AI Apps: A New Game of Cybersecurity Whac-a-Mole

Mar 28, 2024

Mar 28, 2024

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Cybersecurity is much like a relentless game of “whac-a-mole”--the advent of new technologies invariably draws out threats that security teams must quickly address.

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Sarah W. Frazier
AI Apps: A New Game of Cybersecurity Whac-a-Mole
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Cybersecurity is much like a relentless game of “whac-a-mole”--the advent of new technologies invariably draws out threats that security teams must quickly address.

Take, for example, the internet boom in the late 20th century. Businesses flocked to embrace newfound tech capabilities, revolutionizing how we conduct business, communicate globally, and share information. But with the tech advancements came new cyber threats, our “moles,” including malware, the infamous Morris Worm, the ILOVEYOU virus, email phishing, and many other malicious ploys. The counterstrikes—antivirus software, security awareness training for employees, the roll-out of new laws and regulations, and the launch of various security platforms—represented our collective effort to "whac" these threats and protect our organizations.

Now, fast forward to today.  

Since OpenAI unveiled ChatGPT in November 2022, generative AI has exploded. With the new tech, we’re also experiencing a whole new crop of moles appearing faster than organizations can whac. How serious is this issue, and what does it take to stay ahead in a game that is quickly sprawling out of control?

The Growth of AI Apps

To say that AI technologies are growing in popularity is an understatement. Valued at $200 billion in 2023, the AI market is projected to reach $1.8 trillion by 2030.

Which AI app dominates the AI space? According to the traffic reports by SEMRush, ChatGPT holds 60% of the market share, which isn’t surprising. The popular chatbot is reported to have attracted 1 million users in the first five days of launch and surged to 100 million monthly active users just two months after launch, setting a record as the fastest-growing app in history.  

Without question, ChatGPT set our world on fire, and as a result, new AI apps, features, and communities are rolling out at an unprecedented rate.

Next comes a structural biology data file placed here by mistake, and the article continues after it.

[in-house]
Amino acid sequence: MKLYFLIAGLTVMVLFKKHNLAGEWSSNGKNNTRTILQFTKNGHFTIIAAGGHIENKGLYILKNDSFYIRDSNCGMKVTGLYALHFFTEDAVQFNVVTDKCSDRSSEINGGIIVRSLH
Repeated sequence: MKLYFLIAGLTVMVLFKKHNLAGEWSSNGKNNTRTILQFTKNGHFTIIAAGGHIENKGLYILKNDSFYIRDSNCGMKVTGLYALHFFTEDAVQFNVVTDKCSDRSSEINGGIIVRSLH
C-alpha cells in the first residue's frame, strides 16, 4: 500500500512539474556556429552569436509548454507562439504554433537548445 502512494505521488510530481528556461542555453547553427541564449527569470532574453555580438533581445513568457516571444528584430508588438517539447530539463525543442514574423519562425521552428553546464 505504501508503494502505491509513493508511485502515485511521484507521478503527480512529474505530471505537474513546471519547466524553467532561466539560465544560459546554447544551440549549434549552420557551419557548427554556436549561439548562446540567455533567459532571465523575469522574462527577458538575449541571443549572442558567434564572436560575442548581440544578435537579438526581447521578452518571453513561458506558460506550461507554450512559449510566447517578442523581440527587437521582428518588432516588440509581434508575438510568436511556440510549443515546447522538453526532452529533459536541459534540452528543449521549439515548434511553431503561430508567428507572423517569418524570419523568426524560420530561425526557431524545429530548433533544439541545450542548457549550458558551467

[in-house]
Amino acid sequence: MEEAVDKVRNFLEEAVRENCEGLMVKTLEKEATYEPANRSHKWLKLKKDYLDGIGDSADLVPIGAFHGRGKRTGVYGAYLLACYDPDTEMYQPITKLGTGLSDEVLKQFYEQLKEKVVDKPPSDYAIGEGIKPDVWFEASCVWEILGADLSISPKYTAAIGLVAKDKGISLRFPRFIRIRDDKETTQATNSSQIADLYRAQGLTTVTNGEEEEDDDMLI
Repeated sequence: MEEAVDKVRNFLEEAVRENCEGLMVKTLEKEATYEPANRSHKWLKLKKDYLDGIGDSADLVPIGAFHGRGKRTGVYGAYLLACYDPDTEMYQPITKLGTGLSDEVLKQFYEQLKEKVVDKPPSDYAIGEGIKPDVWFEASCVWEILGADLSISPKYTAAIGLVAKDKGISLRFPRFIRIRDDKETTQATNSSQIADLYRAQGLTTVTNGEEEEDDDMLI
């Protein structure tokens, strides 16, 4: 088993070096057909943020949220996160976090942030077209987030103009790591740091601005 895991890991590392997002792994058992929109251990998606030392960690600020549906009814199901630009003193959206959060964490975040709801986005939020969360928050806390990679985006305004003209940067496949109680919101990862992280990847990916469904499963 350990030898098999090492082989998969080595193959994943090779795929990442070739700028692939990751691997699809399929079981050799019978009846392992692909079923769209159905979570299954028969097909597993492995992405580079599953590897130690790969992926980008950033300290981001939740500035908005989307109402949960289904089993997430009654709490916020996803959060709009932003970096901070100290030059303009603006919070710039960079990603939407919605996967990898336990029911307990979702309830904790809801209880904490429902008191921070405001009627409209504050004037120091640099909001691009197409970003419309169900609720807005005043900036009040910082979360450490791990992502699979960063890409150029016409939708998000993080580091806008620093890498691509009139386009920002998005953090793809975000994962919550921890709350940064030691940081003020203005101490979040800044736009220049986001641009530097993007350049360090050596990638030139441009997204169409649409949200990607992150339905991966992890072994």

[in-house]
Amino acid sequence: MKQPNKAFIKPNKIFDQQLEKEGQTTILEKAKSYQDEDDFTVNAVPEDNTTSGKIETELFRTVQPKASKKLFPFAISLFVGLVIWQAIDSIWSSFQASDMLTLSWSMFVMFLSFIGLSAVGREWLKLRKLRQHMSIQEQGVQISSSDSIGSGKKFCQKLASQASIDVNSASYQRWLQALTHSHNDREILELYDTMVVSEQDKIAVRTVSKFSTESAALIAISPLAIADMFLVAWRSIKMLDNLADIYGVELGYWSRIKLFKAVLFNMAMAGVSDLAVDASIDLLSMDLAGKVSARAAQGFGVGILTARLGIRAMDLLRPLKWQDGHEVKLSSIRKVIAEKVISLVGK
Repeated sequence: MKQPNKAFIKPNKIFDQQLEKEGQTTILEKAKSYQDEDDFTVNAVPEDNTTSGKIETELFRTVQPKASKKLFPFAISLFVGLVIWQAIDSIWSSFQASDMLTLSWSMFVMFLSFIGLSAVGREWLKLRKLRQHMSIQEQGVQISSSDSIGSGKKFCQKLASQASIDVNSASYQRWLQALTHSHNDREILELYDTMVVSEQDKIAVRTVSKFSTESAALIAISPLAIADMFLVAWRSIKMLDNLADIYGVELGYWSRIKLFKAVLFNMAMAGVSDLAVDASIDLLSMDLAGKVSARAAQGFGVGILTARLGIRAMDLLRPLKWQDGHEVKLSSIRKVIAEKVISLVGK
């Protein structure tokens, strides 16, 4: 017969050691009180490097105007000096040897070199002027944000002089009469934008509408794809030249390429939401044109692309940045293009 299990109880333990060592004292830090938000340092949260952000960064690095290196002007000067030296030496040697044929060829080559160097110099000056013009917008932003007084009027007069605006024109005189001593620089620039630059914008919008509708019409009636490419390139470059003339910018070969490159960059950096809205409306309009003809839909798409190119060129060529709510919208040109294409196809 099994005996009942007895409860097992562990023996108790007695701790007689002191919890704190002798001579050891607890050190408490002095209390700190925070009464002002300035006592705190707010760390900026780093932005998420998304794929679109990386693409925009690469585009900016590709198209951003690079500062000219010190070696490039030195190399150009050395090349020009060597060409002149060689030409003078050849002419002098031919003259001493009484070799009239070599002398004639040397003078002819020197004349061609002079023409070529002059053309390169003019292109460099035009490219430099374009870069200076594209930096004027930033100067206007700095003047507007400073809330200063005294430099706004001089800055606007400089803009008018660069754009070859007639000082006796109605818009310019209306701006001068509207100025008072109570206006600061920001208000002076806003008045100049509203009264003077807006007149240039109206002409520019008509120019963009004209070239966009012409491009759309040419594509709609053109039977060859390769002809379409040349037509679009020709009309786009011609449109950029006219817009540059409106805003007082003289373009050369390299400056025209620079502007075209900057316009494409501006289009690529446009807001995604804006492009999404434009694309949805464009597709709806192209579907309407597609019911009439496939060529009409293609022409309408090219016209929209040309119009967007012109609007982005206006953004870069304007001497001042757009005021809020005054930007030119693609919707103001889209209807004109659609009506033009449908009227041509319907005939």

AI Communities  

AI communities, from online forums and social media groups to academic collectives and professional organizations, serve as hubs for collaboration, learning, and sharing of AI creations. This popular Discord community, touted as the “largest AI community used by over 20 million humans,” promotes almost 13,000 AI tools to help with nearly 17,000 tasks and 5,000 jobs, growing at a rate of 1,000/month. To get an AI app featured in the community, developers upload their AI creations and pay a nominal listing fee. But security teams beware: few app creation guidelines exist, and security controls for the apps are unknown.

The ChatGPT Store

OpenAI has also launched the GPT Store, a digital marketplace where developers can share their GPT innovations, and GPT users can easily download and install the plugins. The store is estimated to have 1,000 plugins created by recognized software brands to individual developers. For AI users and enthusiasts, it’s like being a kid in a candy store—there are many options, and all are enticing.

All this is to communicate that AI apps are now mainstream, reshaping the business landscape as dramatically as the advent of the internet once did. Your employees are also taking advantage of the new options to improve their productivity and business outcomes. Similarly, with the surge in generative AI and AI user adoption, new security threats are surfacing faster than security teams can assess them. Let’s explore some of the risks.

AI Security Risks

With AI apps being so readily available and easy to access, employees have many options at their fingertips and are seizing the opportunities. A survey conducted by The Conference Board in September 2023 revealed that 56% of US employees are using gen AI apps to accomplish work-related tasks. Further, 38% say their organizations are either partially or not at all aware of their usage.  Hence, your first risk and mole to whac: employees using AI tools without SecOps or IT knowledge, AKA “Shadow AI.”  

Shadow AI

Like the rise of shadow SaaS, we can anticipate a similar, if not more rapid, increase in shadow AI. Indeed, AI adoption stats suggest that shadow AI could expand at an accelerated pace. What's causing this lack of visibility for IT and security teams?

Fear of Tool Denial: Employees may worry that using AI tools could be disallowed or banned. In a focused UK study, Deloitte found that just 23% of employees thought their employers would approve of them using AI apps for work purposes.

We polled our LinkedIn community of security and risk professionals, and the response provided a different perspective. 50% responded positively that their organizations allow the use of GenAI apps, although the other half expressed more caution on the topic. 8% responded with a definitive “no,” while 42% said it depends on the pending review of the app, how it will be used, and the security (and legal) implications.